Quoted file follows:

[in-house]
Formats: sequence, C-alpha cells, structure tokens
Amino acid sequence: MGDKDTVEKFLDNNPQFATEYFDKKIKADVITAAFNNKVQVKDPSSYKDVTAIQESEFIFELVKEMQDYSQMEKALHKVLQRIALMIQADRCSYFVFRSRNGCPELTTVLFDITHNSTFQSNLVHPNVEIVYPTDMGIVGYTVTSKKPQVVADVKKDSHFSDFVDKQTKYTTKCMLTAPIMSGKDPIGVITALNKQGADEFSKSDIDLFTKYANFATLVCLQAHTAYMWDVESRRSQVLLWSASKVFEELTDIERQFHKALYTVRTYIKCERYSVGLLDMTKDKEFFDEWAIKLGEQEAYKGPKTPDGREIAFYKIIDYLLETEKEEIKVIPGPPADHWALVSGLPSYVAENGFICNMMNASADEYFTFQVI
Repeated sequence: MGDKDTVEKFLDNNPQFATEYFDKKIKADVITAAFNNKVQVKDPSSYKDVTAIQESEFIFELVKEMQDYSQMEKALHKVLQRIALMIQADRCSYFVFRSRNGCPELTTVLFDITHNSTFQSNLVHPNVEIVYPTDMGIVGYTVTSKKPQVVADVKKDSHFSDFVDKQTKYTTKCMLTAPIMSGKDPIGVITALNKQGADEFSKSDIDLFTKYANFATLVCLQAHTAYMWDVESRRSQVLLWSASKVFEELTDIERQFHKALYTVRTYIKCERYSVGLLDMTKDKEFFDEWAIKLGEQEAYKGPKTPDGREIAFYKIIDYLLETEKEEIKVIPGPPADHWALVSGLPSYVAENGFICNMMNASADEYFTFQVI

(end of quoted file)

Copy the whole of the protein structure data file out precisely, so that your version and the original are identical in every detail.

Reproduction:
[in-house]
Formats: sequence, C-alpha cells, structure tokens
Amino acid sequence: MGDKDTVEKFLDNNPQFATEYFDKKIKADVITAAFNNKVQVKDPSSYKDVTAIQESEFIFELVKEMQDYSQMEKALHKVLQRIALMIQADRCSYFVFRSRNGCPELTTVLFDITHNSTFQSNLVHPNVEIVYPTDMGIVGYTVTSKKPQVVADVKKDSHFSDFVDKQTKYTTKCMLTAPIMSGKDPIGVITALNKQGADEFSKSDIDLFTKYANFATLVCLQAHTAYMWDVESRRSQVLLWSASKVFEELTDIERQFHKALYTVRTYIKCERYSVGLLDMTKDKEFFDEWAIKLGEQEAYKGPKTPDGREIAFYKIIDYLLETEKEEIKVIPGPPADHWALVSGLPSYVAENGFICNMMNASADEYFTFQVI
Repeated sequence: MGDKDTVEKFLDNNPQFATEYFDKKIKADVITAAFNNKVQVKDPSSYKDVTAIQESEFIFELVKEMQDYSQMEKALHKVLQRIALMIQADRCSYFVFRSRNGCPELTTVLFDITHNSTFQSNLVHPNVEIVYPTDMGIVGYTVTSKKPQVVADVKKDSHFSDFVDKQTKYTTKCMLTAPIMSGKDPIGVITALNKQGADEFSKSDIDLFTKYANFATLVCLQAHTAYMWDVESRRSQVLLWSASKVFEELTDIERQFHKALYTVRTYIKCERYSVGLLDMTKDKEFFDEWAIKLGEQEAYKGPKTPDGREIAFYKIIDYLLETEKEEIKVIPGPPADHWALVSGLPSYVAENGFICNMMNASADEYFTFQVI